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Writing & Blogging

Terry Tao is reworking some of his better blogposts into a book, to be published by the AMS (here’s a preliminary version of the book “What’s New?”)

After some thought, I decided not to transcribe all of my posts from last year (there are 93 of them!), but instead to restrict attention to those articles which (a) have significant mathematical content, (b) are not announcements of material that will be published elsewhere, and (c) are not primarily based on a talk given by someone else. As it turns out, this still leaves about 33 articles from 2007, leading to a decent-sized book of a couple hundred pages in length.

If you have a blog and want to turn it into a LaTeX-book, there’s no need to transcribe or copy every single post, thanks to the WPTeX tool. Note that this is NOT a WP-plugin, but a (simple at that) php-program which turns all posts into a bookcontent.tex file. This file can then be edited further into a proper book.

Unfortunately, the present version chokes on LaTeXrender-code (which is easy enough to solve doing a global ‘find-and-replace’ of the tex-tags by dollar-signs) but worse, on Markdown-code… But then, someone fluent in php-regex will have no problems extending the libs/functions.php file (I hope…).

At the moment I’m considering turning the Mathieu-games-posts into a booklet. A possible title might be Mathieumatical Games. Rereading them (and other posts) I regret to be such an impatient blogger. Often I’m interested in something and start writing posts about it without knowing where or when I’ll land. This makes my posts a lot harder to get through than they might have been, if I would blog only after having digested the material myself… Typical recent examples are the tori-crypto-posts and the Bost-Connes algebra posts.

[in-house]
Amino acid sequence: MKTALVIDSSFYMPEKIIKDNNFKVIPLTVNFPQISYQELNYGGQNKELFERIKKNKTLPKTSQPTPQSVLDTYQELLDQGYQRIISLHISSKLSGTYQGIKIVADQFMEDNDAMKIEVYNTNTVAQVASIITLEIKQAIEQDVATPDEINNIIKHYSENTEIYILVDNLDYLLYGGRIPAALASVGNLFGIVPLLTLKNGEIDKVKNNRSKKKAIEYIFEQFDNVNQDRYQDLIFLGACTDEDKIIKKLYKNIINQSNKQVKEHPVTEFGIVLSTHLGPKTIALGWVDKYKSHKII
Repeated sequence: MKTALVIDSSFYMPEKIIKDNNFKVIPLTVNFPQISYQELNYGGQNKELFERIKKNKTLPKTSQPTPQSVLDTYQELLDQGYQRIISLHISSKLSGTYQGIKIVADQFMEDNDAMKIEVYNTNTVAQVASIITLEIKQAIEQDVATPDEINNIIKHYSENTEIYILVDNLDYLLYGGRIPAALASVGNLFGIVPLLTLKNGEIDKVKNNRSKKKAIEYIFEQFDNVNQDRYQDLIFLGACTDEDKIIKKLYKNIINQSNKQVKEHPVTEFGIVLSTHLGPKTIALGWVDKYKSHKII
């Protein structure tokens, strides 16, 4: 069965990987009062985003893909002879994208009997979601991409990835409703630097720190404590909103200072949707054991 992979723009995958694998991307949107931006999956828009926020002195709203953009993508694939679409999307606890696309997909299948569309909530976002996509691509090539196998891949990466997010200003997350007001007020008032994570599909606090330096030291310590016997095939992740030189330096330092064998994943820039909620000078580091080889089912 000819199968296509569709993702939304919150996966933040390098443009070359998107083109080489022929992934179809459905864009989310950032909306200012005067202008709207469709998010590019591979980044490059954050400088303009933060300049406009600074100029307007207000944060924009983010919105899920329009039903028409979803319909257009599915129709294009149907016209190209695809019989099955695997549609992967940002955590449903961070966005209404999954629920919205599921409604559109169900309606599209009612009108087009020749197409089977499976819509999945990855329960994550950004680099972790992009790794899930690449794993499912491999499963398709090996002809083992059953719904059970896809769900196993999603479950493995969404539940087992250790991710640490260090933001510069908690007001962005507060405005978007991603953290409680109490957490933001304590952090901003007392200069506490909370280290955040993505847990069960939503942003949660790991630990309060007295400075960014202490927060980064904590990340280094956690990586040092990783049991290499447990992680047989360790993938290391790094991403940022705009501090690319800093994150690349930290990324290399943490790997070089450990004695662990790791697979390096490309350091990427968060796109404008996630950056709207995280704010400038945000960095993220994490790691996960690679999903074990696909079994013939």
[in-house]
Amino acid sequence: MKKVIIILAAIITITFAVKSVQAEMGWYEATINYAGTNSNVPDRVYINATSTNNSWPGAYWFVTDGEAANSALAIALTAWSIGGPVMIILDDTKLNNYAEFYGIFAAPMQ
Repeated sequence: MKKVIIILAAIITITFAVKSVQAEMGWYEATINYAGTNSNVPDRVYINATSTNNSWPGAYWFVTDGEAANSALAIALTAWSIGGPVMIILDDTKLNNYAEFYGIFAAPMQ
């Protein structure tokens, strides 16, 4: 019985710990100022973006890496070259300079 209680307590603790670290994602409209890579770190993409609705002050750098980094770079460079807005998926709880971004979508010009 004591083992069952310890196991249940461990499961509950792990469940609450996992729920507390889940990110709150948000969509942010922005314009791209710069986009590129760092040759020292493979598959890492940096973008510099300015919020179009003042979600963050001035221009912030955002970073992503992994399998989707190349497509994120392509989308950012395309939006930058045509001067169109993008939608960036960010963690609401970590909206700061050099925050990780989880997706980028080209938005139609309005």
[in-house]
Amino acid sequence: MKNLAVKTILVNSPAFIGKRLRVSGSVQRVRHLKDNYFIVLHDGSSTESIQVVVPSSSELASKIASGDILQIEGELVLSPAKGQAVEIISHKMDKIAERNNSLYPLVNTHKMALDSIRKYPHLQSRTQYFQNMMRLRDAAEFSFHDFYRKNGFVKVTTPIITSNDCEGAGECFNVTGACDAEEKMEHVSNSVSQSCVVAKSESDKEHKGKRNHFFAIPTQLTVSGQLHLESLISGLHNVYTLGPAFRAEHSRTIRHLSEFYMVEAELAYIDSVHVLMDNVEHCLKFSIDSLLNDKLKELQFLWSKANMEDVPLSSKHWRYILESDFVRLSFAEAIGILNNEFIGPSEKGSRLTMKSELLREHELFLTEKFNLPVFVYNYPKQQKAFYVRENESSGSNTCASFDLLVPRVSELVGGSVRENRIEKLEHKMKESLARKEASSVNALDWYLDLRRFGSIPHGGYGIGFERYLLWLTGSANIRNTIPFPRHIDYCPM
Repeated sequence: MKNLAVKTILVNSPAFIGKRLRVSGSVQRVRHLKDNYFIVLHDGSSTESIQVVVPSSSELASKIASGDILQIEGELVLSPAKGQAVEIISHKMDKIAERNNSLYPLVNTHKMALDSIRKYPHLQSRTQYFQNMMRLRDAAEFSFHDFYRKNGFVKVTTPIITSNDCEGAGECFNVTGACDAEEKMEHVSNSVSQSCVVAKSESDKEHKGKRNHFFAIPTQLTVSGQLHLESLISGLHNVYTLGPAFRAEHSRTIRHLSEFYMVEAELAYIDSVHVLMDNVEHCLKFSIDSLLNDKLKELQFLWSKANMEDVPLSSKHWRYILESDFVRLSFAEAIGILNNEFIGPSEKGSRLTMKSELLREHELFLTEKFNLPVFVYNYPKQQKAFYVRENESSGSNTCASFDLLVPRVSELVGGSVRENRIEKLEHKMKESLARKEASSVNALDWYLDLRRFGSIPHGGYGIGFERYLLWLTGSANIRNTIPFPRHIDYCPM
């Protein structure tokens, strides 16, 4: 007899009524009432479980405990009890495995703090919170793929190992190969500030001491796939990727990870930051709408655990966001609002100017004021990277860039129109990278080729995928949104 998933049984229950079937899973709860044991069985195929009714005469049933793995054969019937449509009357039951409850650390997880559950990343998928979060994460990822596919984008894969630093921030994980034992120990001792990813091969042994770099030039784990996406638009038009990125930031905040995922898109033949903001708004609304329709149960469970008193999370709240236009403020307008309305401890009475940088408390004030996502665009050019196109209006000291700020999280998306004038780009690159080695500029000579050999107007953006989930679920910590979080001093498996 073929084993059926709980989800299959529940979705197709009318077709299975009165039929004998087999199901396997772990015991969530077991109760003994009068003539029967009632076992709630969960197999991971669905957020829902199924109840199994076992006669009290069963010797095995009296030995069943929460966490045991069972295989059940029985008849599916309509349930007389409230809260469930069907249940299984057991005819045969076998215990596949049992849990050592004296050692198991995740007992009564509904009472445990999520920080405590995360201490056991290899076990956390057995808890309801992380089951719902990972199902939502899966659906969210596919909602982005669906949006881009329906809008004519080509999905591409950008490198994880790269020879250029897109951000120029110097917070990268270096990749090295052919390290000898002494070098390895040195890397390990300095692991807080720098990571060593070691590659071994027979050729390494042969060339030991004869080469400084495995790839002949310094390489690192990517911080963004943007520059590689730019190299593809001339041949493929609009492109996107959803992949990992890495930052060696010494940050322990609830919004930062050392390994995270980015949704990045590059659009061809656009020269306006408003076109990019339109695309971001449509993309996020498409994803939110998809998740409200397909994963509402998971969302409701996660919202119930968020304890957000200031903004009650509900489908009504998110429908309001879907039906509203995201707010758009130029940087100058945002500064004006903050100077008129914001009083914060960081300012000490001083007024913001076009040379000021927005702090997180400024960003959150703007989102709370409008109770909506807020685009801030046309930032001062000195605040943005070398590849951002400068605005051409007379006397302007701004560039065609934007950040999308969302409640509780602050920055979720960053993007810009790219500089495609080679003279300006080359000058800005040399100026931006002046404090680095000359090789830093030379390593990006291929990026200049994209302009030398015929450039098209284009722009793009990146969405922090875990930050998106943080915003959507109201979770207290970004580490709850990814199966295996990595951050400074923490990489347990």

So, I still have a lot to learn from other bloggers I admire, such as Jennifer Ouellette who maintains the Coctail Party Physics blog. At the moment, Jennifer is resident blogger-journalist at the Kavli Institute where she is running a “Journal Club” workshop giving ideas on how to write better about science.

But the KITP is also committed to fostering scientific communication. That’s where I come in. Each Friday through April 26th, I’ll be presiding over a “Journal Club” meeting focusing on some aspect of communicating science.

Her most recent talk was entitled To Blog or Not to Blog? That is the Question and you can find the slides as well as a QuickTime movie of her talk. They even plan to set up a blog for the participants of the workshop. I will surely follow the rest of her course with keen interest!

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